Hope and District Chamber of Commerce secretary Sharlene Harrison-Hinds holds up a copy of the Safe Streets Act beside a “no panhandling or loitering” window decal last Friday. The Chamber plans to distribute these to businesses and residents. (X. Y. Zeng photo)

Hope and District Chamber of Commerce secretary Sharlene Harrison-Hinds holds up a copy of the Safe Streets Act beside a “no panhandling or loitering” window decal last Friday. The Chamber plans to distribute these to businesses and residents. (X. Y. Zeng photo)

Chamber gives anti-panhandling decals

They have 200 to give away.

A new Hope and District Chamber of Commerce campaign wants you know that the provincial Safe Streets Act compels people to not loiter or panhandle, which can lead to an arrest.

The Chamber recently printed a roll of window stickers that shout “No loitering or panhandling near these premises at any time,” with “no” being the biggest word among them.

The project is a collaboration with the District of Hope, which put in half the money required for the $400-500 project, said Chamber secretary Sharlene Harrison-Hinds.

Along with the window stickers, the Chamber will also distribute a copy of the Act which outlines the type of panhandling that could lead to an arrest.

“The purpose of it is twofold,” said Harrison-Hinds. “It’s to empower the owner of the business that they don’t have to get into a discussion, they can hold up the rules … and they know what their rights are.”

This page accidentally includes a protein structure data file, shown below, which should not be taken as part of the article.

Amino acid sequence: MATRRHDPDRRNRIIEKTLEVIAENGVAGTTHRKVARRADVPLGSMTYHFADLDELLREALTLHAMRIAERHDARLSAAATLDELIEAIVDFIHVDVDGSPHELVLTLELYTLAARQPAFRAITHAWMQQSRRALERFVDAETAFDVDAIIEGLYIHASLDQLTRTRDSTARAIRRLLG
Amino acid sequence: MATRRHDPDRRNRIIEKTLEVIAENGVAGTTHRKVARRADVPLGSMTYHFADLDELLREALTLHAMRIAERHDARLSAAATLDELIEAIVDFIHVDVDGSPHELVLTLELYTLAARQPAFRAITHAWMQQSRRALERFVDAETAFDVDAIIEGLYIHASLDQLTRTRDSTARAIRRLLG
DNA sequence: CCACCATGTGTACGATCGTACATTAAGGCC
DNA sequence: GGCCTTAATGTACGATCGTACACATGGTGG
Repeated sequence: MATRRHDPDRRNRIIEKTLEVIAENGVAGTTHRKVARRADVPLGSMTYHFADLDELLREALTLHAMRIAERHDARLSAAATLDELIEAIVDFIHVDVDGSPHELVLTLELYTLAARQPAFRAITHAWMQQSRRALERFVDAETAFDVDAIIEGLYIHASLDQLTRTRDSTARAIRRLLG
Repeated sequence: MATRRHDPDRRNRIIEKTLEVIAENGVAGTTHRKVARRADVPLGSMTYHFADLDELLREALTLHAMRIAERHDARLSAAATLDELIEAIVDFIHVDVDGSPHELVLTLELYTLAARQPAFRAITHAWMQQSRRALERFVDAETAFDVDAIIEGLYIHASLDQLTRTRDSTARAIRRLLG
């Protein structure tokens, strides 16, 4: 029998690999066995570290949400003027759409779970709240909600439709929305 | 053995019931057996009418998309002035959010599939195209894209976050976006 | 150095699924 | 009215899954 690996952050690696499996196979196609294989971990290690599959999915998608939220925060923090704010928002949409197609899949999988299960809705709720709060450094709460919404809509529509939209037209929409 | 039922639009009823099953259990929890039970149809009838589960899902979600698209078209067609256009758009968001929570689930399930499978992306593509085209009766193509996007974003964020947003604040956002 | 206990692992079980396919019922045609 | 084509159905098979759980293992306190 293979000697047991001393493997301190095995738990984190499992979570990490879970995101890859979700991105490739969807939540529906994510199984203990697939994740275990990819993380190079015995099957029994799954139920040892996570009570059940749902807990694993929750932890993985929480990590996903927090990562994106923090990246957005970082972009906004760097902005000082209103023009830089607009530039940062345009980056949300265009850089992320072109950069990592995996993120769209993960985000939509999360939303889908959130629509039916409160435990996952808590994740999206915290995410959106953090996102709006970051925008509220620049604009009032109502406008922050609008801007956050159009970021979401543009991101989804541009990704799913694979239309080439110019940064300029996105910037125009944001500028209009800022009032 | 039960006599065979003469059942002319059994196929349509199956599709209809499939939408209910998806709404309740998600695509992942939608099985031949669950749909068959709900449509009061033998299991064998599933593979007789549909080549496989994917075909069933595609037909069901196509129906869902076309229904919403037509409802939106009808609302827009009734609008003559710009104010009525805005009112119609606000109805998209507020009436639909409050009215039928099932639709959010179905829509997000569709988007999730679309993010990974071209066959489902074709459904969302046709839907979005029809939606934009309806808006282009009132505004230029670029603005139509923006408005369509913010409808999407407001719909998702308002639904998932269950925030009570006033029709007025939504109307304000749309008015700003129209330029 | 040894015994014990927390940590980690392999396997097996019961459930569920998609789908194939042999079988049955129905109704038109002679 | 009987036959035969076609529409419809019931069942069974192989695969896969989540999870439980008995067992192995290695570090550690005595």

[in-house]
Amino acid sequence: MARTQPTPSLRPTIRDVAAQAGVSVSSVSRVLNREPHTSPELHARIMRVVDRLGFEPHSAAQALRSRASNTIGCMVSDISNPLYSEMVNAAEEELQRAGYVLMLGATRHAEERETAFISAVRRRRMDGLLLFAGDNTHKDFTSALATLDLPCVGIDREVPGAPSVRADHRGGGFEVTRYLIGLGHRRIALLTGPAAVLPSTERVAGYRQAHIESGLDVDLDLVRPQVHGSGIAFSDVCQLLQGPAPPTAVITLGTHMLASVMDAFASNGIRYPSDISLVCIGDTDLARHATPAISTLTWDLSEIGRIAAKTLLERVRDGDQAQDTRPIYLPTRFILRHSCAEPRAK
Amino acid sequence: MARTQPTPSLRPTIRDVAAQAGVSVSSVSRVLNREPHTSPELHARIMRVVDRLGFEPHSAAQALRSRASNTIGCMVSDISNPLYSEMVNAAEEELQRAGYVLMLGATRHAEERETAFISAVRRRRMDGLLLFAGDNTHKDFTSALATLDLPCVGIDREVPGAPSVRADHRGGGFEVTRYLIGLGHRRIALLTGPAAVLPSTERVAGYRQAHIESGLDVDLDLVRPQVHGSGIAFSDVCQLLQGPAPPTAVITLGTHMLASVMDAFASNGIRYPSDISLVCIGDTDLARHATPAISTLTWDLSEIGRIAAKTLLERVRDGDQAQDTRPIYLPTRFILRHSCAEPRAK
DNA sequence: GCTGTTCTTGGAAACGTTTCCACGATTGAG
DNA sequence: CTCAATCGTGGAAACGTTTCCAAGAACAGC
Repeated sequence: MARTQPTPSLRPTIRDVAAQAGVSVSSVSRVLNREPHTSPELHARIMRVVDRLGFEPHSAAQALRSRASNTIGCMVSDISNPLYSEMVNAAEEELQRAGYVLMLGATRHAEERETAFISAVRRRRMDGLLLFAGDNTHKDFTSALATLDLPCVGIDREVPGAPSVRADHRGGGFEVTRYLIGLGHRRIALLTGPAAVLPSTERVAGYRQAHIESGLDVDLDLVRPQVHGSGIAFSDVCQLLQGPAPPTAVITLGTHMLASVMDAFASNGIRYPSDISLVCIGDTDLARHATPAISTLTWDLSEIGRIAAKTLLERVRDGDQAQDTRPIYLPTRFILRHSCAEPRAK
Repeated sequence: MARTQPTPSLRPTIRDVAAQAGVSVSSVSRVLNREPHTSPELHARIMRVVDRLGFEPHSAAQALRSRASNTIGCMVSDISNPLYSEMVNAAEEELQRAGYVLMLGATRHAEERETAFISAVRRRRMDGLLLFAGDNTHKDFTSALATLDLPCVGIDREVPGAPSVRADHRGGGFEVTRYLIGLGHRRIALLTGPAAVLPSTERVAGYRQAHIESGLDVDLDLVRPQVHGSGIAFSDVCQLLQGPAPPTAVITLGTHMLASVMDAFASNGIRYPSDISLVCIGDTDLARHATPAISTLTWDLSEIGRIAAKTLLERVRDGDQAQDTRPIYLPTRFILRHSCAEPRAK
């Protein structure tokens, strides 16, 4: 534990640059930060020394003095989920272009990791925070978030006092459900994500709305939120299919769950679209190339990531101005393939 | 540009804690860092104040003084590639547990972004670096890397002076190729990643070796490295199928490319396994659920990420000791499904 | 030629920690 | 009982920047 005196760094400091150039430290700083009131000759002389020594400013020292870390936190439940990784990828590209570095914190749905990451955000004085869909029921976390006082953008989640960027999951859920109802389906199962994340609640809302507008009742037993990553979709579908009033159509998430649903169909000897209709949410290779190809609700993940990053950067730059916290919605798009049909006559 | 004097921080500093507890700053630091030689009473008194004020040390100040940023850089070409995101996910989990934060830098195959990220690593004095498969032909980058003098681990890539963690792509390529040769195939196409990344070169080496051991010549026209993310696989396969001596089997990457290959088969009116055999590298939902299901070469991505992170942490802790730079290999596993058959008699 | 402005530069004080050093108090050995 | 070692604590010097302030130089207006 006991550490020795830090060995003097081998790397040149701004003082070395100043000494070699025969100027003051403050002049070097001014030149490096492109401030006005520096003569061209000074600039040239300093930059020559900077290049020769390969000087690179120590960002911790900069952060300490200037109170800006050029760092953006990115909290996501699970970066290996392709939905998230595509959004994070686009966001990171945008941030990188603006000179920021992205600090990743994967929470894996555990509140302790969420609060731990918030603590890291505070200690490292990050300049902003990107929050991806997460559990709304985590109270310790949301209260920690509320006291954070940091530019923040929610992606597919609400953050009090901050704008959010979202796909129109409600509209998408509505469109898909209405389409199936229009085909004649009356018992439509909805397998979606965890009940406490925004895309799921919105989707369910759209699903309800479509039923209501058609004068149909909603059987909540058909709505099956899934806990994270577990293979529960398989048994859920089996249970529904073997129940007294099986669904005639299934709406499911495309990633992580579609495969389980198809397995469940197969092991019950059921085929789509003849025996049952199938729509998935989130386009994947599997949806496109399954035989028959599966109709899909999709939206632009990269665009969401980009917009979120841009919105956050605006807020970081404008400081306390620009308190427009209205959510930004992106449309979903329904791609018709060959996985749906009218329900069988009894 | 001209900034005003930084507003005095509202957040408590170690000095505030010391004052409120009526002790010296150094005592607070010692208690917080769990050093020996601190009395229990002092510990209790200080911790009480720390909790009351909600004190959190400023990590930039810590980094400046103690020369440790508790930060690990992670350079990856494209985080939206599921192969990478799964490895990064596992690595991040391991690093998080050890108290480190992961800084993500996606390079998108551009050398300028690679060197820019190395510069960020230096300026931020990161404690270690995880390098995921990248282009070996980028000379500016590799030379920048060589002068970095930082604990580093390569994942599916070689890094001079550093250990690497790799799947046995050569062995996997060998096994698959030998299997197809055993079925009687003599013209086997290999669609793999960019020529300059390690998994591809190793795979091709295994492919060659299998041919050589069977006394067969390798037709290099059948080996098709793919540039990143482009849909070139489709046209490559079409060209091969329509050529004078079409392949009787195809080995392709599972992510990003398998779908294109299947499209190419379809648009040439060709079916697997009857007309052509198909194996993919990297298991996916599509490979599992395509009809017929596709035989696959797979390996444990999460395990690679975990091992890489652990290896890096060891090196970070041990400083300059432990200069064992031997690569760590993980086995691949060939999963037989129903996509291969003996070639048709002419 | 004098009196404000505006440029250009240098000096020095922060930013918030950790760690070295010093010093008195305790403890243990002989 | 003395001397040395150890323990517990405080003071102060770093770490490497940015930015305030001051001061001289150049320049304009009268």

The Act does not say that asking for money or items is illegal. Instead, it becomes an offence in some circumstances, such as when the request can be interpreted as threatening or in places where a person is waiting in line to use an ATM or washroom.

“People can ask for money. People can ask for help. But it’s the way it’s being done by a certain core group and their buddies,” said Harrison-Hinds. “When they come up and stick their head in your car, they’re not allowed to do that.”

Harrison-Hinds said she researched what other communities did, and found that having these window stickers represent “the quickest, most effective way to get it done.”

“It may not solve the problem totally, but it’s a start,” said Harrison-Hinds.

Interested parties such as businesses and residences can request a sticker and a copy of the Act from the Chamber by contacting them at info@hopechamber.net and they will deliver one to the requester. The package is free and they have about 200 to give away.

Be Among The First To Know

Sign up for a free account today, and receive top headlines in you inbox Monday to Saturday.

Sign Up with google Sign Up with facebook

This site is protected by reCAPTCHA and the Google Privacy Policy and Terms of Service apply.

Reset your password

This site is protected by reCAPTCHA and the Google Privacy Policy and Terms of Service apply.

A link has been emailed to you - check your inbox.



Don't have an account? Click here to sign up